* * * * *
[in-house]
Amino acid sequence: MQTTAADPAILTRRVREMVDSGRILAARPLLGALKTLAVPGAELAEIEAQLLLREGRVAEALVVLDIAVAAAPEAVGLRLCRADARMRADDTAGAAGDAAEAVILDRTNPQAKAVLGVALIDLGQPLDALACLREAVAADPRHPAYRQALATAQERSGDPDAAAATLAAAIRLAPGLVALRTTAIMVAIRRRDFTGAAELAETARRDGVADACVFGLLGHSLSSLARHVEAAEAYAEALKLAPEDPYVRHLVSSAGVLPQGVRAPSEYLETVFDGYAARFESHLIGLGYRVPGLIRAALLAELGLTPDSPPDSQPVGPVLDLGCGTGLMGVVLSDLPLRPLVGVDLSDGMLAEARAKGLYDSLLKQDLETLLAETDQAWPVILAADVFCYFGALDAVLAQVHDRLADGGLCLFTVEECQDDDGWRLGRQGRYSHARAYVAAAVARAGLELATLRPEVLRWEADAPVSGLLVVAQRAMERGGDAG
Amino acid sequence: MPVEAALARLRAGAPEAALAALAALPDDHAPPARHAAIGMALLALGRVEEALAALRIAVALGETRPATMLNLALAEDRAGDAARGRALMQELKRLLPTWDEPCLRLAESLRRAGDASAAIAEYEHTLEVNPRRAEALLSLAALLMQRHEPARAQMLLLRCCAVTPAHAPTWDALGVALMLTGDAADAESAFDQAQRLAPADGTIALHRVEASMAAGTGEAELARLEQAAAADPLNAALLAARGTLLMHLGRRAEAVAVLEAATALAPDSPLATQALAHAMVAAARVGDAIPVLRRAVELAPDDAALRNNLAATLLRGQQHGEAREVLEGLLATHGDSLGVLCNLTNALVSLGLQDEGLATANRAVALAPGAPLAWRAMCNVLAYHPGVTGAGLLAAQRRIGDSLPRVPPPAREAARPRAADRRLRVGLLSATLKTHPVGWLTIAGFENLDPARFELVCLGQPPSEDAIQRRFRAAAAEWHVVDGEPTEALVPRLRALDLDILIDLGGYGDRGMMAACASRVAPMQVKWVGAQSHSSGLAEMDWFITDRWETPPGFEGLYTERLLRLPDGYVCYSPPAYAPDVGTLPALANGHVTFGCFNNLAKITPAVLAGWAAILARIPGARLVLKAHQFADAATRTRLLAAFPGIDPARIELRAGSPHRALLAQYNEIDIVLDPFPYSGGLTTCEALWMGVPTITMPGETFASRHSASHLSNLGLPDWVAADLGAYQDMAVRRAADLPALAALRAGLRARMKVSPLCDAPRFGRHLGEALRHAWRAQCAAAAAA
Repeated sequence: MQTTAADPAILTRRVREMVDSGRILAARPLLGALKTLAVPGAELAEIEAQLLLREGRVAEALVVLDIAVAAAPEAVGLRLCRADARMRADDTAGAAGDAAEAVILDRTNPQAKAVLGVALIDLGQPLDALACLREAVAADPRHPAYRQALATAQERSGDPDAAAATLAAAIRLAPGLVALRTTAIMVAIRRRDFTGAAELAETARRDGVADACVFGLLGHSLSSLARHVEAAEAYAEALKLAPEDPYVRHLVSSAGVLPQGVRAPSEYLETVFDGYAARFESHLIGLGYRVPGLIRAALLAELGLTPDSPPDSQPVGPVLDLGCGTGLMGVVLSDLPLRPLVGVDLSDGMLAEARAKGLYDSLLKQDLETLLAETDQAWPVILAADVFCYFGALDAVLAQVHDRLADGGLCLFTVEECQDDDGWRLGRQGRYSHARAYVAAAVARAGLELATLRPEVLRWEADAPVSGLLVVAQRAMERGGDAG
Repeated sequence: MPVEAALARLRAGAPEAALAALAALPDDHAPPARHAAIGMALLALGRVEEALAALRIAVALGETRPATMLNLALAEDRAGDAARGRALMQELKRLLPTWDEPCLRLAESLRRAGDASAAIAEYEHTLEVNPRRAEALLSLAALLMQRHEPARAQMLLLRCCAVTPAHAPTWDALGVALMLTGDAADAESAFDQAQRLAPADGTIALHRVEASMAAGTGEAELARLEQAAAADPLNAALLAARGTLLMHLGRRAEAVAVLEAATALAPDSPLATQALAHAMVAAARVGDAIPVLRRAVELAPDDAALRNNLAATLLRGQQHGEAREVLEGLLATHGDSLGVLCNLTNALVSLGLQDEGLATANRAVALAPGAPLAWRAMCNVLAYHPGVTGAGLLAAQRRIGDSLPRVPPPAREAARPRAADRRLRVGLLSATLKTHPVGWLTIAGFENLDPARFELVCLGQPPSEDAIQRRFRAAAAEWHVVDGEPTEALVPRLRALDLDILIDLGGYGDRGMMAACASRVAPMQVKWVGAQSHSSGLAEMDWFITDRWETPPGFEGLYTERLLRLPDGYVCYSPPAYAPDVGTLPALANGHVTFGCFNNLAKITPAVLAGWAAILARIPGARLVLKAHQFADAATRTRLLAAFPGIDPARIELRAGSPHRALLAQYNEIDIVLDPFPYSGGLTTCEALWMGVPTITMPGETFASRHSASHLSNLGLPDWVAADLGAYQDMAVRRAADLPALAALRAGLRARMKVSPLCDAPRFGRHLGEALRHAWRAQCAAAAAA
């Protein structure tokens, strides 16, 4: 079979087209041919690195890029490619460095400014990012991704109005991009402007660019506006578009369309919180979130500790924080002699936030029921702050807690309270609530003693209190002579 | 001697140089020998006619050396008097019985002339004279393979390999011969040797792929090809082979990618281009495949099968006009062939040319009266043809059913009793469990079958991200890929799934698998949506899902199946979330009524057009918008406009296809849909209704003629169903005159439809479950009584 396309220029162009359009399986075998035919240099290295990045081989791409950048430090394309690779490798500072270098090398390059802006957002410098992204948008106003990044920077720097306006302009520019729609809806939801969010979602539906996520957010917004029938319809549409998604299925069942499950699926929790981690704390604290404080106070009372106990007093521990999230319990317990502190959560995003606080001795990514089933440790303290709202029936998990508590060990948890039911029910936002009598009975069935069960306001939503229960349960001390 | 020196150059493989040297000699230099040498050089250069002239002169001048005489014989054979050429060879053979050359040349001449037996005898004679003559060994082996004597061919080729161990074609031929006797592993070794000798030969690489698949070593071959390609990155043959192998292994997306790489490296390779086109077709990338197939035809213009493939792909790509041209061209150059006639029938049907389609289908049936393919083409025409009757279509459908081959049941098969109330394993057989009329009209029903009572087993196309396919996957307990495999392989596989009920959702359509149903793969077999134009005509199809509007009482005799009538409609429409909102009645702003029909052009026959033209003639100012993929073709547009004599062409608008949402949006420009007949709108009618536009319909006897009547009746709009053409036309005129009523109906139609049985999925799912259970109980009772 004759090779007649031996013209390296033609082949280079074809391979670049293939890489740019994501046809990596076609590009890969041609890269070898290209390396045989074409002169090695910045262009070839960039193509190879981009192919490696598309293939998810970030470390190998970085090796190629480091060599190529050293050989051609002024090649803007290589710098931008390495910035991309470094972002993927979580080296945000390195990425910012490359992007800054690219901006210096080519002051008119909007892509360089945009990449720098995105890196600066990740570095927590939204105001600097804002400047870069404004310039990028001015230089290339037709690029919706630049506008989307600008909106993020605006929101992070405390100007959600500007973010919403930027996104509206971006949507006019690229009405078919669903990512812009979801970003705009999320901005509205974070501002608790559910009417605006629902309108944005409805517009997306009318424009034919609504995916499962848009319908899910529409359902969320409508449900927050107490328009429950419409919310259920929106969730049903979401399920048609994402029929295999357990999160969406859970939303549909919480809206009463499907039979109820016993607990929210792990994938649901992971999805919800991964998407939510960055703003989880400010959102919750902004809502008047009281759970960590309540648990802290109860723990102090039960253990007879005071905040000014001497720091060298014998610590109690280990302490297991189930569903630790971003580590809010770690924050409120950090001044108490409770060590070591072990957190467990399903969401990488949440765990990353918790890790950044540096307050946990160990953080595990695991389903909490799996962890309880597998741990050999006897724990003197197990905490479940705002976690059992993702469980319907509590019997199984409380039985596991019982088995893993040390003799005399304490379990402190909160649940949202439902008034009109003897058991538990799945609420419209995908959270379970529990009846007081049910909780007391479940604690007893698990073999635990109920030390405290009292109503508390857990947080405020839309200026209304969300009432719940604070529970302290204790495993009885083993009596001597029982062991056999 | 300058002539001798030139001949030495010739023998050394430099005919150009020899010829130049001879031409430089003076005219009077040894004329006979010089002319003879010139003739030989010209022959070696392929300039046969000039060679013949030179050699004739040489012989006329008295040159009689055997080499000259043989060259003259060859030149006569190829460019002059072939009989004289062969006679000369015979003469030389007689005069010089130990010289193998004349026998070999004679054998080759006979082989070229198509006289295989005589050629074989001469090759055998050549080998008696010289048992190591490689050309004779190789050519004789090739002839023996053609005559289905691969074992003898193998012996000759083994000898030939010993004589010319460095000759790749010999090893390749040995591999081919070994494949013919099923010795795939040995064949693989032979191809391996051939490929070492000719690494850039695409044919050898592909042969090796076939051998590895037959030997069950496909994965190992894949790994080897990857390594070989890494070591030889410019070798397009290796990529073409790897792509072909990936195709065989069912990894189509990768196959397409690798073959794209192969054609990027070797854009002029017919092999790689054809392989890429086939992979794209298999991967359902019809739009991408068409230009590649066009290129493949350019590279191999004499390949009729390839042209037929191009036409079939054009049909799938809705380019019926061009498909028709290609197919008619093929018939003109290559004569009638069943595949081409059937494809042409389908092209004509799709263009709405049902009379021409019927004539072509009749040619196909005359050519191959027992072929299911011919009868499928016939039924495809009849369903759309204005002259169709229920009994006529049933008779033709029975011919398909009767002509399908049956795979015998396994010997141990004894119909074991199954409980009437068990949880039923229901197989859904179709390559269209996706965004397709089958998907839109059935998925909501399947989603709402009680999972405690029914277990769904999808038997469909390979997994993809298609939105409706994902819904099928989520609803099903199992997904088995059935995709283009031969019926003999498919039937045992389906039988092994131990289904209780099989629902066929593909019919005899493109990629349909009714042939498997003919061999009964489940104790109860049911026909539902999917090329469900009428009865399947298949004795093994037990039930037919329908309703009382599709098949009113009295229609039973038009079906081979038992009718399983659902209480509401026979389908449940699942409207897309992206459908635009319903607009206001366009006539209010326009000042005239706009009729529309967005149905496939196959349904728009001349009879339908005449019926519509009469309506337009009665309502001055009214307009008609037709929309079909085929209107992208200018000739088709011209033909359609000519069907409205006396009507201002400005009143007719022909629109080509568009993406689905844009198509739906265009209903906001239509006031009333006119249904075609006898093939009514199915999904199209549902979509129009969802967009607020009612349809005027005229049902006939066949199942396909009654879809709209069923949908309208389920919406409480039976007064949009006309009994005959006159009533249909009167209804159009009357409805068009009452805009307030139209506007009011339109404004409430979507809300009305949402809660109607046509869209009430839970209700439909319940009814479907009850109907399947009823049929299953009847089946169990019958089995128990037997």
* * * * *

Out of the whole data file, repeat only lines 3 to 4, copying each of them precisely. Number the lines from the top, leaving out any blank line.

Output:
Amino acid sequence: MPVEAALARLRAGAPEAALAALAALPDDHAPPARHAAIGMALLALGRVEEALAALRIAVALGETRPATMLNLALAEDRAGDAARGRALMQELKRLLPTWDEPCLRLAESLRRAGDASAAIAEYEHTLEVNPRRAEALLSLAALLMQRHEPARAQMLLLRCCAVTPAHAPTWDALGVALMLTGDAADAESAFDQAQRLAPADGTIALHRVEASMAAGTGEAELARLEQAAAADPLNAALLAARGTLLMHLGRRAEAVAVLEAATALAPDSPLATQALAHAMVAAARVGDAIPVLRRAVELAPDDAALRNNLAATLLRGQQHGEAREVLEGLLATHGDSLGVLCNLTNALVSLGLQDEGLATANRAVALAPGAPLAWRAMCNVLAYHPGVTGAGLLAAQRRIGDSLPRVPPPAREAARPRAADRRLRVGLLSATLKTHPVGWLTIAGFENLDPARFELVCLGQPPSEDAIQRRFRAAAAEWHVVDGEPTEALVPRLRALDLDILIDLGGYGDRGMMAACASRVAPMQVKWVGAQSHSSGLAEMDWFITDRWETPPGFEGLYTERLLRLPDGYVCYSPPAYAPDVGTLPALANGHVTFGCFNNLAKITPAVLAGWAAILARIPGARLVLKAHQFADAATRTRLLAAFPGIDPARIELRAGSPHRALLAQYNEIDIVLDPFPYSGGLTTCEALWMGVPTITMPGETFASRHSASHLSNLGLPDWVAADLGAYQDMAVRRAADLPALAALRAGLRARMKVSPLCDAPRFGRHLGEALRHAWRAQCAAAAAA
Repeated sequence: MQTTAADPAILTRRVREMVDSGRILAARPLLGALKTLAVPGAELAEIEAQLLLREGRVAEALVVLDIAVAAAPEAVGLRLCRADARMRADDTAGAAGDAAEAVILDRTNPQAKAVLGVALIDLGQPLDALACLREAVAADPRHPAYRQALATAQERSGDPDAAAATLAAAIRLAPGLVALRTTAIMVAIRRRDFTGAAELAETARRDGVADACVFGLLGHSLSSLARHVEAAEAYAEALKLAPEDPYVRHLVSSAGVLPQGVRAPSEYLETVFDGYAARFESHLIGLGYRVPGLIRAALLAELGLTPDSPPDSQPVGPVLDLGCGTGLMGVVLSDLPLRPLVGVDLSDGMLAEARAKGLYDSLLKQDLETLLAETDQAWPVILAADVFCYFGALDAVLAQVHDRLADGGLCLFTVEECQDDDGWRLGRQGRYSHARAYVAAAVARAGLELATLRPEVLRWEADAPVSGLLVVAQRAMERGGDAG